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Devoted & Disgruntled 12: What Shall We Do About Theatre and the Performing Arts Now?

Does social media isolate teenagers? Can theatre help?

Jack Price - 15 January 2017

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This session was supported by the D&D community, who donated money to allow teenagers to attend the event. Thank you to all those who donated, the extra funds will go towards a bursary to involve teenagers in D&D at future events.
This report takes the form of notes on comments. Its a big subject and we scratched the surface.

The session began with descriptions of how teenagers themselves did or didn’t use social media.
Two didn’t, two did, one didn’t comment.

A hand show concluded that 80% of the assembled 16/20 or so people thought social media could be isolating for young people.

Ideas streamed in such as; the research that Facebook creates a dopamine hit on likes and responses and creates an addictive response and that depression is becoming a major issue. (ref. Simon Synack (sp?)

This was countered by the view that being a teenager has always been hard and that social media is being blamed for what has always been the case, its hard growing up!
People said that it may be shocking that young people are depressed but we know because we have a society that allows them to speak out and it was always thus.

It was then also strongly stated that sites like Instagram put girls under specific perfection pressure and that suicide rates have raised in the current young generation.

One of the young people said she enjoyed drama because it allowed her to be herself. She felt, in school drama she could do things without risk, because it was in a drama context. This felt a clear point.

Most speakers expressed that social media allowed you to create a persona, which is very like theatre.

It was agreed that there isn’t a simple answer to social media, it is all about the dose.

A very clear idea was that drama helps you discover who you are, and instead of developing yourself and discovering yourself, within the context of social media you are developing a perfected version of yourself online. This was seen as not always useful in the developing years.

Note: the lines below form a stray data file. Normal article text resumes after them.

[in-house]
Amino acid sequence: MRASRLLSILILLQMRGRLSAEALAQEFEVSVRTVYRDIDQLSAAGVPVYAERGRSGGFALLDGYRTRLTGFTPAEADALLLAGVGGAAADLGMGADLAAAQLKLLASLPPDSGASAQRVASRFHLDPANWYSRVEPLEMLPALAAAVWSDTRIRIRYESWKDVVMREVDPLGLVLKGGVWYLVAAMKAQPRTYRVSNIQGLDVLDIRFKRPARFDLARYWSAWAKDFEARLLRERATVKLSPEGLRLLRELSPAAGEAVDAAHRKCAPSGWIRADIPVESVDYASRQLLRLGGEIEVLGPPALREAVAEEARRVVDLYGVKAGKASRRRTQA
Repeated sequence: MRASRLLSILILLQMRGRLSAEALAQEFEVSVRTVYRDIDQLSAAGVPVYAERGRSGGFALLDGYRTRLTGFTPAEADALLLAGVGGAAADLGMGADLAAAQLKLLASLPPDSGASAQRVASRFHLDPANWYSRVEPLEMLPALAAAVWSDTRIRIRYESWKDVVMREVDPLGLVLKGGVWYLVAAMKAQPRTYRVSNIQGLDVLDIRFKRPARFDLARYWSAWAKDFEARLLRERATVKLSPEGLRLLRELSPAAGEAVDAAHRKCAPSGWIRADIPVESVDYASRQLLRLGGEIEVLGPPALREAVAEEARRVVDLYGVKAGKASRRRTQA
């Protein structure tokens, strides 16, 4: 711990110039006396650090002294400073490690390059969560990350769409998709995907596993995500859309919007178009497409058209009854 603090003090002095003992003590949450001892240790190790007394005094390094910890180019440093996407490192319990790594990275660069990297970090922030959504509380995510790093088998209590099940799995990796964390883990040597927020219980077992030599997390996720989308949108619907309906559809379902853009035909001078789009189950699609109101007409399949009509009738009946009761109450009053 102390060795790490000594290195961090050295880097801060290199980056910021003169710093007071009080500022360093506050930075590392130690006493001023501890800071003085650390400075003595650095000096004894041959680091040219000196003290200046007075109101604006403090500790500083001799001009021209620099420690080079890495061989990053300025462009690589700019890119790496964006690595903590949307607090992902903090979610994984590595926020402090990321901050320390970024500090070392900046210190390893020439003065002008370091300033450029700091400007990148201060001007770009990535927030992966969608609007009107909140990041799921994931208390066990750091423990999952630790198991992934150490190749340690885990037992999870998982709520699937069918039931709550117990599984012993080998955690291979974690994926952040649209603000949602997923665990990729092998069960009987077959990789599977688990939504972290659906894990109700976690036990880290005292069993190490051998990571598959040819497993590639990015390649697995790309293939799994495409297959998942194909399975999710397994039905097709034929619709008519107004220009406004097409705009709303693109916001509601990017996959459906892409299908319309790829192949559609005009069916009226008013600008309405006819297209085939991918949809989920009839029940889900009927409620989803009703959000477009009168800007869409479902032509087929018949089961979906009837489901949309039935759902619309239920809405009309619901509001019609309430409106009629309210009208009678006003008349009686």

It was understood we all have different personas.
Drama allows you to study complex characters and the process of making drama is infectious and helps to teach us how to be human.

What rang true was that as teenagers/young people we are discovering ourselves by asking Who Am I? Theatre education empowers in helping you discovering who you are.

The importance of meditation and mindfulness in schools (and without) was expressed as important in the context of discovering yourself.

A young person said that at school people often prefer to text rather than talk face to face and that drama helps face-to-face communication.
The idea that young people are getting out of practice with face-to-face communication was widely agreed upon.
Two of the young people stated that the current state education system feels crushing and damaging and that you are trapped and the role of drama isn’t being used properly.
There was a really strong reaction by the teenagers to the pressure of grades in drama and the idea of looking at a system of no sets and no grading was received with big nods.

Ideas for solutions.

Stopping Cuts in Drama Education.
Great Drama School Teachers, who can navigate students through the current grading system and lift them up.
Drama Therapy
Dance Movement Therapy
More extra curricular Drama
Teaching people effectively how to manage social media, it was commented on that in schools the people who teach PHFE are sometimes not qualified to do so.

Everyone agreed that studying, rehearsing and playing complex relationships in drama both in and outside school, teaches you about life and is very important to the growth of healthy human beings.









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